After Rebecca’s parents’ went back to Britain, they discovered that somebody had been using Rebecca’s bank card. Another glimmer of hope that she was still alive came in September, when somebody changed her password on Facebook. They decided to investigate further and uncovered a crew member on the ship had said “Disney knows exactly what happened. That phone called she had? It was taped. Everything here is taped.” Many, including Rebecca’s family, believe that Disney knew exactly what happened to Rebecca but are covering up to save face and to protect their brand. To this day, Rebecca is still listed as being missing at sea.

  • what she says: i'm fine
  • what she means: jenna marbles never fails to make me cry because she's such a great person who you can tell is so accepting and loving of all types of people and she has never cared about anything other than being happy and that's so admirable and beautiful and i would love to grow up and be like her. she gets a lot of shit for the way she looks and acts in her videos but she is never hurting anybody and if she does on accident she's always so quick to apologize and learn from it. her relationship with julien is so real and pure and you can see how happy they make each other. she never thought her youtube career would go anywhere but now she can do literally whatever she wants in life because she's hilarious and is 100% herself all the time and people love her for it. i just really wanna be like jenna marbles because she has never had the world all figured out and she knows she never will and she doesn't just accept that, she embraces it and is so honest with herself and other people. she's not a perfect person obviously but i think she's one of the main role models in my life at this moment in time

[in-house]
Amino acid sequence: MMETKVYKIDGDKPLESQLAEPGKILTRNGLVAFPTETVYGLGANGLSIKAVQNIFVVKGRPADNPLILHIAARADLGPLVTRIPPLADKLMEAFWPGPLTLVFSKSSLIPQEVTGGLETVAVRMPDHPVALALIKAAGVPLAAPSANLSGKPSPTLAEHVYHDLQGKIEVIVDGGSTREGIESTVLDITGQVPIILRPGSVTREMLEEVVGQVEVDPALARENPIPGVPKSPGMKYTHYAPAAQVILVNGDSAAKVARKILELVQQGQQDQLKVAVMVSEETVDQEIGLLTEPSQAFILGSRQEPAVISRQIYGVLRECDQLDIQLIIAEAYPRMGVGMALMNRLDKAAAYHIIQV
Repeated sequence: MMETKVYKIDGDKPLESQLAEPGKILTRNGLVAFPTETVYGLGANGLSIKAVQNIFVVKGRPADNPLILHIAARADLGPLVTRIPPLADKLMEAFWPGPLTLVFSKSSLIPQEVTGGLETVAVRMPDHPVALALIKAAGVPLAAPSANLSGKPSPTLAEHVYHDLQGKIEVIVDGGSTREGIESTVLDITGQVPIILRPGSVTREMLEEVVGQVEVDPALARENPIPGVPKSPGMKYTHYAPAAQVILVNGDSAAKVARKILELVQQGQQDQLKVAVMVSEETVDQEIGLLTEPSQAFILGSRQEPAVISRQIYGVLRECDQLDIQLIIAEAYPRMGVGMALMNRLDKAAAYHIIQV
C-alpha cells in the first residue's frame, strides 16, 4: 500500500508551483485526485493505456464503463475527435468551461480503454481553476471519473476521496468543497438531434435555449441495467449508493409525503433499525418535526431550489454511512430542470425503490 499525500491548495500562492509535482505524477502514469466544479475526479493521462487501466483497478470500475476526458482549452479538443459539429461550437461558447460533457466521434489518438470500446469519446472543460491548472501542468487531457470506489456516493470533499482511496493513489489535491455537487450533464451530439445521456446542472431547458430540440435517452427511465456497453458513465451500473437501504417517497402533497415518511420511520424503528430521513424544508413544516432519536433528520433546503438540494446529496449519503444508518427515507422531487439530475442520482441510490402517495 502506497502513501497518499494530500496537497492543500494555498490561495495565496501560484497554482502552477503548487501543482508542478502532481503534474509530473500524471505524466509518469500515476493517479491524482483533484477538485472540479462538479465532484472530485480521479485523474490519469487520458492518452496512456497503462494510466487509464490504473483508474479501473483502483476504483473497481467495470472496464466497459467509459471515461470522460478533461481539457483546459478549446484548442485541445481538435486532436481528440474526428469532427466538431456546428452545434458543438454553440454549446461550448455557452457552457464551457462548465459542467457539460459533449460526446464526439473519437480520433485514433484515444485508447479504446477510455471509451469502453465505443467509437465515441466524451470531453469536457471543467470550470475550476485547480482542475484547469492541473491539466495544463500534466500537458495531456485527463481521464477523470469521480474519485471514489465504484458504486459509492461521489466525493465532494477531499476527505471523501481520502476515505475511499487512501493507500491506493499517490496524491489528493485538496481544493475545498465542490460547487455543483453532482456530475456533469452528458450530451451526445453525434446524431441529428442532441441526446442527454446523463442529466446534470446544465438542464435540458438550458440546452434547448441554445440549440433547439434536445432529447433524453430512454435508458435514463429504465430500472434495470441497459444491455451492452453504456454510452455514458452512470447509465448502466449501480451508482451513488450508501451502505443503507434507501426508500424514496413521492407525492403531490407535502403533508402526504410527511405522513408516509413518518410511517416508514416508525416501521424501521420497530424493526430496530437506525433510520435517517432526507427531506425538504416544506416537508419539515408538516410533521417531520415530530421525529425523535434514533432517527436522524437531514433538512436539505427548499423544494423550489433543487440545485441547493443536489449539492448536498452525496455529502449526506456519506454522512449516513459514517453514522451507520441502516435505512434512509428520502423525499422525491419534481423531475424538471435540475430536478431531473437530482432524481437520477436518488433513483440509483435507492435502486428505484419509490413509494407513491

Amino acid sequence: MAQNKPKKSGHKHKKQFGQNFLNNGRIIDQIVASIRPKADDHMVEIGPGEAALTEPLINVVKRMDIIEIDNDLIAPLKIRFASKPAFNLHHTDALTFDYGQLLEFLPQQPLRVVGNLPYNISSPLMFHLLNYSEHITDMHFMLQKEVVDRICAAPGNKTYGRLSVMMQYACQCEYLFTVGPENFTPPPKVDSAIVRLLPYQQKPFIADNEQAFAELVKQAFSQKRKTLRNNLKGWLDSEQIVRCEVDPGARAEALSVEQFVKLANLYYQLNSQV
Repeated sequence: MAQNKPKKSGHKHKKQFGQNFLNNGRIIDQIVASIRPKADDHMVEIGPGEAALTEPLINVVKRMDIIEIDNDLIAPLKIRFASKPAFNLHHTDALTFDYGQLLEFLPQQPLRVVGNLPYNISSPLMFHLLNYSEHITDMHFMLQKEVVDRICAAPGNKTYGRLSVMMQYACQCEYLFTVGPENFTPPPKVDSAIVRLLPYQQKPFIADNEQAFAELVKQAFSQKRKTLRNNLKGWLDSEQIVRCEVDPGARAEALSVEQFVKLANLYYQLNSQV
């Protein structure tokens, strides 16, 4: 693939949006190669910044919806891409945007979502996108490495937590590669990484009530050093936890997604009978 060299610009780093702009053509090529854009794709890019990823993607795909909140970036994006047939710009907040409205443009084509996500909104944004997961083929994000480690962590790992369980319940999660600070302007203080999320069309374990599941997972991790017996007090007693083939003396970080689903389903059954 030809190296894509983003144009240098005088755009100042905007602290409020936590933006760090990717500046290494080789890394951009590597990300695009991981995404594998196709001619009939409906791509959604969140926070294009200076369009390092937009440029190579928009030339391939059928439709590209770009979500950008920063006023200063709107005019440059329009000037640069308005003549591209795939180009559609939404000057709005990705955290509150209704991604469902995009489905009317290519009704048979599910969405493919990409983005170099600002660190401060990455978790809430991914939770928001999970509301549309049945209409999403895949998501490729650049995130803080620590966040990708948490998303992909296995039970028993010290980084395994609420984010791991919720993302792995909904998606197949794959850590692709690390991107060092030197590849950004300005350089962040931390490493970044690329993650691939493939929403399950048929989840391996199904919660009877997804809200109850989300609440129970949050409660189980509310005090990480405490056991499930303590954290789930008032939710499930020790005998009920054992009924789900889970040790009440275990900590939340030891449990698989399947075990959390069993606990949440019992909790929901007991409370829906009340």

anonymous asked:

What's one of the carziest, but most fun, things you've ever done?

Ok, here’s the story of the first (and only) true prank I’ve ever pulled on anyone.


When I was 7, I really, really, really didn’t get along with my middle sister (she was 11). I hated her, actually. She played the Miss Perfect role when my parents were around and she was the greatest bitch ever to me when we were alone.
One day, we got into a fight that went so far that she threatened to throw my plushie out of a window (it was a big deal for me, I was a kid).

Of course, I told her I would tell the parents about this if she went all the way with her threat so she backed down. But I knew. I knew this lil bitch would have thrown my plushie away.

So of course, OF COURSE, I needed to get revenge.

So I waited for her to get out of her room and try to watch the French equivalent of American Idol and I went into her room.
What. could I. possibly. steal from her? Something valuable, but not too much, something she couldn’t live without though. Something no one would think I would steal.


I stole her mattress.

Now, I don’t know if you know about this, but I’m short. Really short. And at the time, I was even shorter. Super short.
And I weighted, what, 50lb tops? I was just a little shrimp.

Only fuelled by resentment and loathing towards my sister, I lifted her huge mattress. It weighted more than me. I didn’t care. I dragged it across the house until finally I got the idea to hide it in the basement, in a little room no one ever went to.

Innocent like an angel, I got back to my room and waited.

No more than 10 minutes later, I hear my sister scream “WHERE IS MY BED”, and then a few seconds later “ADRIEN”. Everything was going just as planned.

I got out of my room and innocently asked her “What is it, @?”
“My mattress is missing, and I know you’re responsible for this!”
“I don’t know what you’re talking about.”

Pissed off, she went to see my parents.
“ADRIEN STOLE MY MATTRESS!”
They laughed her off.
“I’M SERIOUS, MY BED IS MISSING AND HE’S THE ONE WHO DID IT!”

My father, completely exasperated because he was trying to focus on our American Idol show, finally decided to check her room.
Indeed, the bed was missing.
“See? Adrien took it!
- Oh, don’t be silly, @, look at him, he’s too little to lift that huge thing. Stop accusing him”

At the same moment, I was behind my dad, sticking out my tongue to my sister. She was losing her mind.

My dad went to get my mother so she could as well note that my sister’s mattress was missing.